Illinois judge rejects 17 pandemic business interruption cases against insurer

Illinois judge rejects 17 pandemic business interruption cases against insurer

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The lawsuits were originally filed in February; the plaintiffs had claimed that Society’s policies did not have exclusions for viruses and pandemics yet the insurer refused to cover COVID-19-related business interruption claims. Back then, a federal court judge rejected Society’s bid to dismiss the lawsuits.

Read more: US business interruption ruling doesn’t go insurer’s way

However, Judge Jacobius found that in the 17 suits, the policies provide no coverage for the income the businesses lost or the extra expenses they incurred as a result of contamination and product spoilage during the pandemic lockdown orders. He also turned down all claims of bad faith against Society, Chicago Daily Law Bulletin reported.

The various bar and restaurant owners that filed the lawsuits claimed that Governor J.B. Pritzker’s stay-at-home orders in March 2020 led to considerable business income losses and disruption to their normal operations. But Society argued that the businesses could still be accessed for carryout and delivery – a position Jacobius agreed with, since the businesses did not allege any damage outside their premises which would have forced civil authority to prohibit access.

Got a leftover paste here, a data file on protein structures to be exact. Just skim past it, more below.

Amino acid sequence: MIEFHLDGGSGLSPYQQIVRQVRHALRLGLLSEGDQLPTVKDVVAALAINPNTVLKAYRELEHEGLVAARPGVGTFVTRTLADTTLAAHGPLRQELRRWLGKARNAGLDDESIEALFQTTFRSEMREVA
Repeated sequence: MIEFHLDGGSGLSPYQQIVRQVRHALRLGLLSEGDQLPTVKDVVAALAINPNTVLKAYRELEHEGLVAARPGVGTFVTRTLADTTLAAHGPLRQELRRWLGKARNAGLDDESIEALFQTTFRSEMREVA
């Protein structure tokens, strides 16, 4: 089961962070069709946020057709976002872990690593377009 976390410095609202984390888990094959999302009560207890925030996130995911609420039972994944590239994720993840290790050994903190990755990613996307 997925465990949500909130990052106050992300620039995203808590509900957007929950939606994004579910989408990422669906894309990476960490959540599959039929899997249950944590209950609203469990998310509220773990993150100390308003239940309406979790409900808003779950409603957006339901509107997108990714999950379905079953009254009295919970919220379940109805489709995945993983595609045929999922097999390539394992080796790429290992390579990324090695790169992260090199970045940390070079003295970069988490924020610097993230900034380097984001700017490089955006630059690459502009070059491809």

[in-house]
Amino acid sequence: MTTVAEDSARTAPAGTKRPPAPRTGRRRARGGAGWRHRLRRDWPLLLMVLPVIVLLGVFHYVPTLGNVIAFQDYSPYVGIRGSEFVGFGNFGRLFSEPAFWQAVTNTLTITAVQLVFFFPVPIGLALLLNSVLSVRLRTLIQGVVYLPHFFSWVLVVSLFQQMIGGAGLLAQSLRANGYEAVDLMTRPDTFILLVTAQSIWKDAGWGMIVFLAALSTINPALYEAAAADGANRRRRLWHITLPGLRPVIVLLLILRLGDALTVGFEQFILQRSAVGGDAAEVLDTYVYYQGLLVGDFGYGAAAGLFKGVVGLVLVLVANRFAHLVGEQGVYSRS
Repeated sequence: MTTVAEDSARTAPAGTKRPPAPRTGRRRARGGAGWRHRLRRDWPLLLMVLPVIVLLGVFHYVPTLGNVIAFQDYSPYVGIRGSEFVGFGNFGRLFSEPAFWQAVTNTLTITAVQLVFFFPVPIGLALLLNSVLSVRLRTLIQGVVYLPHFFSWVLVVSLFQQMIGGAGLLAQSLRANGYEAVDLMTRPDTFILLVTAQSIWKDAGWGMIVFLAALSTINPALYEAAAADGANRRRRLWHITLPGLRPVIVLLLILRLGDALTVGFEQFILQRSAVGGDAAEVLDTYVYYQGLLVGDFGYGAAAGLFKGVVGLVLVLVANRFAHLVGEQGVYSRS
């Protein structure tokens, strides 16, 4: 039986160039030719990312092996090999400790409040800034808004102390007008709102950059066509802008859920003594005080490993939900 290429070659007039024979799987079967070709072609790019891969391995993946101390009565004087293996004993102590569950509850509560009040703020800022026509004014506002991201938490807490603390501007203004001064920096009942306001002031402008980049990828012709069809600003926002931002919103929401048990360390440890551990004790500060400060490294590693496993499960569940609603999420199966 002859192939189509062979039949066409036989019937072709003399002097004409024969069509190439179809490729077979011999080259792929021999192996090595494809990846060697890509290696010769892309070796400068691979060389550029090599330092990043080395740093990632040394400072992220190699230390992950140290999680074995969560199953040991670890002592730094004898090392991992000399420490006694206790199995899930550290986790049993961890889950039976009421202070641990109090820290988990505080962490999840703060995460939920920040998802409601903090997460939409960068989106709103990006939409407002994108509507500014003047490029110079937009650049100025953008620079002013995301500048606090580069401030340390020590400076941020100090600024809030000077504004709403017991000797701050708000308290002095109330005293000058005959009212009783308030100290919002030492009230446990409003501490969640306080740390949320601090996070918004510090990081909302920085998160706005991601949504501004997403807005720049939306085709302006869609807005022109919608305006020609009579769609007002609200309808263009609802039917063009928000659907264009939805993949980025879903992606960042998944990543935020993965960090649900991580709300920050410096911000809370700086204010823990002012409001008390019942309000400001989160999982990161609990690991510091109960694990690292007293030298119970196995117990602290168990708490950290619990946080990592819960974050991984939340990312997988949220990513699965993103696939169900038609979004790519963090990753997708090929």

The plaintiffs had also maintained that because the particulates which cause COVID-19 are easily transmittable among people, surfaces, and properties, it is “highly probable” that the infectious particulates are present at their businesses. When Society denied their claims, the plaintiffs filed a complaint for declaratory judgment, requesting the court to declare their losses being covered under the business income, extra expense and civil authority provisions of their policies.

Society had filed a counterclaim, maintaining that there is no coverage for pandemic-related losses in its policy. The insurer argued that “physical” loss requires tangible loss, and that intangible damages – such as economic value reductions – do not constitute “physical” loss. Jacobius ruled in favor of this counterclaim.

“Loss and loss of use do not mean the same thing. By way of illustration, the loss of a car does not mean the same thing as the loss of use of a car. Ask any grounded teenager… Under the policy in question, a physical loss is a sine qua non of coverage. A loss of use without physical loss doesn’t count,” the judge wrote in his decision.

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